Tuesday, July 15, 2008

To brew or not to brew?

Last weekend, I went to my local homebrew supply shop (Beer, Beer, and More Beer) as they were having a 15% off sale. I figured that I'd stock up on a couple of kits and get some supplies like bottle caps so I could save a little bit of money. I've never seen the place so packed before, as it was almost like a big party with free food and beer samples. (Too bad for me I had just been to the Indian buffet!) I usually go there on the weekends, and there are usually only a couple of other customers in there at a time. On weekdays, there aren't many customers there either, but there's a lot of activity, as employees are going back and forth between the showroom and the back area. From what I understand, they do most of their business online.

I've been homebrewing for just over a year and a half now, and I've tried quite a few of the ale kits. (Why not lagers? I'll get to that later - nothing wrong with lagers.) By now, I have a pretty good sense for what I like, and I'm making some of these for the second time now, and there are some kits (looking at you, Honey Ale) that I just won't bother with again. I bought the American Red Ale kit, which is probably one of the most nicely balanced ales that I've ever had before. My friends also seemed to pick that as a favorite the last time they were over. I also bought a kit for the Blind Pig IPA. I have mixed feelings about IPAs. Oftentimes, all you can taste are the hops, and it's like drinking a pine tree. This one though, while definitely having a prominent hop bite, is really smooth and goes well with spicy food. I just have to watch it when I have a 22 oz. bottle of it - as the 7+% alchohol content tends to make me pretty loopy.

One thing that was cool was that I got to meet Mike McDole. For those of you who don't know, Samuel Adams has a homebrewing contest called LongShot, where the winners get their beers bottled and sold in a special mix pack. Mike won for his Double IPA, and the pack should be available in February, if I remember correctly. Mike also has a kit that he created that I've made, called Mike's American Amber Ale. It's pretty tasty stuff, and my friends liked that one quite a bit as well.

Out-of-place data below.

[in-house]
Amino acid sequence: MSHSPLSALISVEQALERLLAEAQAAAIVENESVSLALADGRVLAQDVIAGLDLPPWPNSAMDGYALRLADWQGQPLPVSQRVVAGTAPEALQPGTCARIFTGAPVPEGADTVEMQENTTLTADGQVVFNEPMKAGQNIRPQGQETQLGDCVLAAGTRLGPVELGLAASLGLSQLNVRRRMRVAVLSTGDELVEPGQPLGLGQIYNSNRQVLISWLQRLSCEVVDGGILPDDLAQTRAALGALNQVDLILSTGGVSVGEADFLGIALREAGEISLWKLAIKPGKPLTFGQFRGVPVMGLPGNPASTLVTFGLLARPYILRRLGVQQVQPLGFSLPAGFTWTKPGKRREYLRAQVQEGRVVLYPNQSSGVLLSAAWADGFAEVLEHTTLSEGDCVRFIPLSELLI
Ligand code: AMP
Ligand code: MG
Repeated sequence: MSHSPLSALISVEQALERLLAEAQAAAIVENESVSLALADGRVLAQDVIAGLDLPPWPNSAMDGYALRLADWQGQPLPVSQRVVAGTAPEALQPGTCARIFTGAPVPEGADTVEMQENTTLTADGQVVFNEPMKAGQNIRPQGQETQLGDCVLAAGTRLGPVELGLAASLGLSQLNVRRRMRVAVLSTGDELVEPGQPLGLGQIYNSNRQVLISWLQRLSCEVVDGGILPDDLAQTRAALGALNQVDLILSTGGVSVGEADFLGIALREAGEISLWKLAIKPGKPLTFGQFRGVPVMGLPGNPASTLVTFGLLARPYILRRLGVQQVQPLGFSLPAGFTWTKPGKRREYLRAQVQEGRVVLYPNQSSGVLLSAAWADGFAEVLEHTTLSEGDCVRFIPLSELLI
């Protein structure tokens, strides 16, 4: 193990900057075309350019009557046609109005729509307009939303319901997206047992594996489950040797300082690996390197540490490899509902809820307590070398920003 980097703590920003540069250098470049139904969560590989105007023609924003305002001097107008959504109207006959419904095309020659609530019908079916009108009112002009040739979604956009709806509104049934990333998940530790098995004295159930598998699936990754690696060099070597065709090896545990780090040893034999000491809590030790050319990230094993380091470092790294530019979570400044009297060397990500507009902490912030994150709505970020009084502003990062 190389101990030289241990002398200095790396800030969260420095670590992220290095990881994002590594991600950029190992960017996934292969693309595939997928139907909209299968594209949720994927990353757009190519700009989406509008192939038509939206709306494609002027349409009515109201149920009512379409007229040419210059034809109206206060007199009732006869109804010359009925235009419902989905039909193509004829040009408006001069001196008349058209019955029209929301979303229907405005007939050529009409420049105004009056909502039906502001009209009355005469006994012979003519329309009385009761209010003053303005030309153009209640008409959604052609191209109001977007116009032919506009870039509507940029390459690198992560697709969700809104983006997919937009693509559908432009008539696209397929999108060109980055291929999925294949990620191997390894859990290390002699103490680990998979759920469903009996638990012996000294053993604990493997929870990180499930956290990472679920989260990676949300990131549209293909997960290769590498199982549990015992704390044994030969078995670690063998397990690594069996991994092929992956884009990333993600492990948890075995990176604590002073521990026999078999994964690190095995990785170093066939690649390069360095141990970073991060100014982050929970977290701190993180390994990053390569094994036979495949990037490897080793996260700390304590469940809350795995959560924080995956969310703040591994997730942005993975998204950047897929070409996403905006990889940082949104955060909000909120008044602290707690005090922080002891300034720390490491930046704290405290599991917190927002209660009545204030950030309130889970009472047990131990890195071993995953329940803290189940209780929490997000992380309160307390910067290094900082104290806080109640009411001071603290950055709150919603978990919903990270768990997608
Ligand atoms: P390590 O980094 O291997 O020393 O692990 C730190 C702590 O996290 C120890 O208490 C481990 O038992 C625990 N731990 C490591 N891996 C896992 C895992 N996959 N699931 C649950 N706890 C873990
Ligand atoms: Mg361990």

He's obviously a much more experienced homebrewer than I am. The thing is, I was planning on expanding my operation a bit this summer. I was going to get a gas-powered burner so I could boil all five gallons using all-grain kits. Funds turned out a little short, so I'm still doing partial-boils with malt extracts. This is not such a bad thing, because even though that gives me a lot less freedom to experiment and work on my own styles, I still produce some damn tasty beer. What was cool when I talked to Mike was that he told me that he still makes a lot of extract kits, as he thinks that they turn out pretty damn good as well.

Personally, I'm pretty satisfied with the kits that are available. As of right now, there aren't any where I wish that they were more or less hoppy/malty/bitter/yeasty/etc. Maybe the more I get into this, the more I'll want to experiment. There's always time to expand on all this.

Sometimes when I talk to people about homebrewing, they express some interest in starting it up themselves. My advice is this: only do it if you 1) really like beer (and by beer, I'm not talking about American macrobrews - not that there's necessarily anything wrong with them, but what's the point when it's so cheap and readily available?) and 2) like to cook. If you're not intersted in one or the other, then don't bother.

Also, unless you're planning on getting a special fridge just for fermenting your beer, you should probably really like ales. (And if you think that ales are dark and lagers are light, please punch yourself in the face - the only difference is that ales ferment at higher temperatures - and I've made some that were as light as a Budweiser - but, you know, with flavor.) What's nice about ales is that there is a really large range of styles which include Hefeweizens, Porters, Stouts, Belgians, etc.

There's just something special about a homebrewed beer. As I've explained before, you might be able to buy a good marinara sauce in a jar, but nothing beats making your own. Same deal with homebrews. It's also really cool to have friends over for beers and treating all of them while shelling out as much as you would on yourself if you just bought your own beers at a local bar.

But what if you're interested in brewing, but you don't want to do all that work? Well, I have no experience with it myself, but there's a thing out there called Mr. Beer. It seems kind of cheesy, but I've read a lot of positive reviews of it. For one, it seems pretty easy to use. Secondly, the initial cost is only about $40. Third, they have a pretty amazing variety of kits you can buy. Lastly - how bad can it possibly be? It's beer, dammit! (Okay, it could be like Miller Chill - but they don't have a kit called "College Frat Boy Douchebag Lime" from what I can tell.)

I'm hoping that somebody I know will buy one so they can tell me how it turns out. I almost want to buy one so I can find out for myself!


Milo said...

I have some pretty fond memories of home brewing. My father seized upon it as one of his new hobbies and went at it with single minded passion. He would go down in the basement and concoct his various brews for his family and friends to sample and enjoy. I would never go back to college empty handed, he always gave me case or two to take with me. You never knew what you would get when you opened a bottle- every batch was different. I've never liked bland american beer since!

Gary Fouse said...

One word, Lance:


gary fouse